With its fast-paced gameplay, Tron-esque graphics, and impressive level flipping, Exception – the work of lone developer Will Traxler – makes a good first impression. That is, if you ignore the story. You play a robotic hero inside the computer of an old lady who’s guilelessly downloaded a virus, resulting in dire consequences for the digital world behind the monitor.
This introduction, though, is entirely skippable – as are the comic book-style cutscenes between levels – which just proves how superfluous the plot is to the game.
Exception is all about gameplay. Speedy, twitchy, arcade gameplay. Your little robot flings itself around each side-scrolling level, wall-jumping at top speed and swatting away enemies with a laser sword. Gradually, new obstacles are introduced: electric panels, jets of fire, and deadly liquids that steadily up the ante, while overly simplistic bosses punctuate each set of levels.
Format: Switch (tested)/ PS4/XBO/PC
Developer: Traxmaster Software
Publisher: Traxmaster Software
Release: Out now
There are glowing orbs scattered around that, when touched, flip the entire level around. This not only looks cool, but also requires you to comprehend a level’s geometry in order to both complete it at high speed and collect the hidden bytes. It adds a welcome puzzle element. While occasionally disorientating, level flipping also reveals secret pathways and shortcuts if you’re skilful enough to exploit them.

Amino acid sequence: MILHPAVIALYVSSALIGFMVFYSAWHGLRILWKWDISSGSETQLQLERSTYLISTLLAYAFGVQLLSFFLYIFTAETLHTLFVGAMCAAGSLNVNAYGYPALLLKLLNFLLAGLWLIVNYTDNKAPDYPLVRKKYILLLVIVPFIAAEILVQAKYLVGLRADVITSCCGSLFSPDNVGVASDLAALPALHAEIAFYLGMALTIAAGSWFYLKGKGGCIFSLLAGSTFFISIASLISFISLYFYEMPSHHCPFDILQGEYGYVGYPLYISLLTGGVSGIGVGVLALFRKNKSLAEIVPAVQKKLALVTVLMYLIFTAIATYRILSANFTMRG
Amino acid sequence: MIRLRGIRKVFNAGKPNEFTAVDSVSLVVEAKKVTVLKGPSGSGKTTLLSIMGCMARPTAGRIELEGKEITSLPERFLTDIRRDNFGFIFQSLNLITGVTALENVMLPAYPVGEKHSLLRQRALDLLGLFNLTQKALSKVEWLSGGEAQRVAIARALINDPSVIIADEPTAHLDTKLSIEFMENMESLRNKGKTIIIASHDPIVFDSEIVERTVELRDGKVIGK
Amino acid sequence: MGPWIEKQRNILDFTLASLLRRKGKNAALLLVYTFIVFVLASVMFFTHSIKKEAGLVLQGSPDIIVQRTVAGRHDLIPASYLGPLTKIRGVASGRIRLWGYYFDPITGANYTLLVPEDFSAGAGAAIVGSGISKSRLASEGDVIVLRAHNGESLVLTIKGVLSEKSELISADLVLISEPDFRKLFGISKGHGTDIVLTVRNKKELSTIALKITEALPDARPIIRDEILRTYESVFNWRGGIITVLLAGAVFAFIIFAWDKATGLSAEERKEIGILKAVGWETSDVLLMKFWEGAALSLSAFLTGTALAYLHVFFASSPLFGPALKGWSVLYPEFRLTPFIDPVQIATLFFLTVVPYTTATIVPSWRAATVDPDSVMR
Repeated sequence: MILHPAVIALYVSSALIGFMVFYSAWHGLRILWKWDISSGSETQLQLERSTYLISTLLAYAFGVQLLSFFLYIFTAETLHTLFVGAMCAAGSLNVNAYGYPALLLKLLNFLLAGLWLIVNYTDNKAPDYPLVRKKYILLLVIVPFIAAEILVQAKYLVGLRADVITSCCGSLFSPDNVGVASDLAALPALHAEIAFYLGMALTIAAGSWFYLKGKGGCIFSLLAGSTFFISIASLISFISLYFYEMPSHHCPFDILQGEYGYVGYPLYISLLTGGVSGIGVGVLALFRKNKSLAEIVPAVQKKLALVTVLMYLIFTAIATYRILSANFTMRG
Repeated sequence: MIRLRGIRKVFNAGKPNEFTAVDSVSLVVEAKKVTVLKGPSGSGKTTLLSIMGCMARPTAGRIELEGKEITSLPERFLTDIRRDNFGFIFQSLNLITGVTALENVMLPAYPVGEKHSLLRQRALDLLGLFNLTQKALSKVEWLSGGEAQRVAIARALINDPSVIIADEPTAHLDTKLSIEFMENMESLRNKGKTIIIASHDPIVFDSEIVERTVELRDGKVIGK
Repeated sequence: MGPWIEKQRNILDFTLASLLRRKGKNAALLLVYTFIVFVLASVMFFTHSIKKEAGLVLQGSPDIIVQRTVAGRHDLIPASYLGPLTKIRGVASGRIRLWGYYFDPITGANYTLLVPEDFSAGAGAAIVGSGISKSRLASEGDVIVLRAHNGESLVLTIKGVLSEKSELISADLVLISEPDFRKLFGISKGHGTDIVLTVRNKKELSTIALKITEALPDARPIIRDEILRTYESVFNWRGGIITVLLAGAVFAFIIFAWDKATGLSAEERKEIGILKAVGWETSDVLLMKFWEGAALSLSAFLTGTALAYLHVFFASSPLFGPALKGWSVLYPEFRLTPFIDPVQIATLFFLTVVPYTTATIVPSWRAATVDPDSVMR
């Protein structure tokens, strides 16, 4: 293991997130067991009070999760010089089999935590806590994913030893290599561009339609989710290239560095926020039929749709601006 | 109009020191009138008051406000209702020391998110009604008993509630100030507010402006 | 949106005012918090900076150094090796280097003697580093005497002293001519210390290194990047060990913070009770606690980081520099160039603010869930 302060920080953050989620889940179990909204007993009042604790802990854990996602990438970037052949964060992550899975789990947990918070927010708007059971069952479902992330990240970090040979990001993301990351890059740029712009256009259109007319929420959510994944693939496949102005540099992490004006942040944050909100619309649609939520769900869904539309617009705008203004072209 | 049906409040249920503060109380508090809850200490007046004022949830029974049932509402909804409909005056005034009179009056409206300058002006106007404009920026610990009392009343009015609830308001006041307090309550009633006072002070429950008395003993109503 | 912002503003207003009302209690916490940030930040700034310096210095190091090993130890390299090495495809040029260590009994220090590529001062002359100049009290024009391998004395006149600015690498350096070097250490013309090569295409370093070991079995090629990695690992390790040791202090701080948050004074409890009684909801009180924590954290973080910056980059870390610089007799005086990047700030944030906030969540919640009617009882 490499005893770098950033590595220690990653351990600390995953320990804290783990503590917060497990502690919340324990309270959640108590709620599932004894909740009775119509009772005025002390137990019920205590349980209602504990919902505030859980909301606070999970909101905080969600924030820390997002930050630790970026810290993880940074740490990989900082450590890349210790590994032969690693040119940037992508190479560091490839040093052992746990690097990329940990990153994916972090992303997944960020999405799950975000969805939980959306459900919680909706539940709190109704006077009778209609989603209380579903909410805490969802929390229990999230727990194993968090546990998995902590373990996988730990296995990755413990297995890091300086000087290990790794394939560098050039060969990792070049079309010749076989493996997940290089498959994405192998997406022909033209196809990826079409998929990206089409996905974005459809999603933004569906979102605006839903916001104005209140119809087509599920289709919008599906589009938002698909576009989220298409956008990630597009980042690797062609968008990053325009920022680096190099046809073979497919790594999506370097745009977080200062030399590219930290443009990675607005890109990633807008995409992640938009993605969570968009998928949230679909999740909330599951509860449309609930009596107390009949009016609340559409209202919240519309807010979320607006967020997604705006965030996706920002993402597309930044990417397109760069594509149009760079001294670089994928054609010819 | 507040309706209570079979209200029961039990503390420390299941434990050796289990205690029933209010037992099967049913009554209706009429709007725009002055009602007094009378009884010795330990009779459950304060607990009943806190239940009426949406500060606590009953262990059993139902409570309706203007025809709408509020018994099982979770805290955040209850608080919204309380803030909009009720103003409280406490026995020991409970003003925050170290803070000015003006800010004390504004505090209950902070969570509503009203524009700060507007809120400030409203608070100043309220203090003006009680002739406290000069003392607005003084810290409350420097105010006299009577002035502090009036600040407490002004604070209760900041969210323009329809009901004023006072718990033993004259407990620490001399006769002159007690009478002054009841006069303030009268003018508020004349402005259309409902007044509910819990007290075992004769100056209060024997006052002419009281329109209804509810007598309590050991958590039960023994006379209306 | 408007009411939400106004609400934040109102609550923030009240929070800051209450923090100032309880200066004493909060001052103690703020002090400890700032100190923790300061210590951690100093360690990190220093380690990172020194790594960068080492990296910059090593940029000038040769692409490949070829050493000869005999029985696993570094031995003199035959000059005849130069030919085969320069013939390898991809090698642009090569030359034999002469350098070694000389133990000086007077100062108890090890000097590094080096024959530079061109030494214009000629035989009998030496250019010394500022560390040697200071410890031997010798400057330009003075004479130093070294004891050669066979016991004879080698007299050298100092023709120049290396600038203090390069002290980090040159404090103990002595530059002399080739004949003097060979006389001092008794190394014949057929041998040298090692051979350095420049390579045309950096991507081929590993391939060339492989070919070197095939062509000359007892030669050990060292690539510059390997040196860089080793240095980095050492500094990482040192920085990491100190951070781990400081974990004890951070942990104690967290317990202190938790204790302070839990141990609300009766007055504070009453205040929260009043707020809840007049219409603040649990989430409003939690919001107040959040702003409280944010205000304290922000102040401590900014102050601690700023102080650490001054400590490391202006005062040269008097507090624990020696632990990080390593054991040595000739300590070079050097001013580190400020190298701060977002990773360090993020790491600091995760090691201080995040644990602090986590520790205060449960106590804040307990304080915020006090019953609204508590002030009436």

Reaching the end of each level takes little more than 30 seconds. The emphasis, then, is on short, sharp flashes of action, smashing time limits, and hitting the top of the leaderboard, all to a pounding synthwave soundtrack that’s continuous from level to level. There’s a hypnotic sense of flow to the game that gives it that ‘just one more level’ appeal. Soon, that old lady is forgotten.
Collecting the bytes has another effect of unlocking extra abilities, but these prove disappointing. The ability to throw your sword like a boomerang, for instance, sounds great, but it doesn’t change the gameplay in any drastic way, making these collectables more hassle than they’re worth. This isn’t the only disappointment, either.
Any game like this requires absolute precision, but Exception features loose controls that, in later levels especially, have the tendency to send your character careering off platforms. Worse, flipping the perspective retains your character’s momentum in that direction, often straight into danger. All of this breaks the flow the presentation so carefully constructs. Couple this with a forgettable story (which you will more than likely skip), and a sense of repetition soon sets in.
But when the levels are so short, it’s not long before you’re jumping back in for another bite-sized burst of dazzling, energetic screen flipping. And with only two buttons required, Exception makes for an ideal handheld experience on the Switch. For speed-runners especially, this game is a dream – even if it’s not quite exceptional.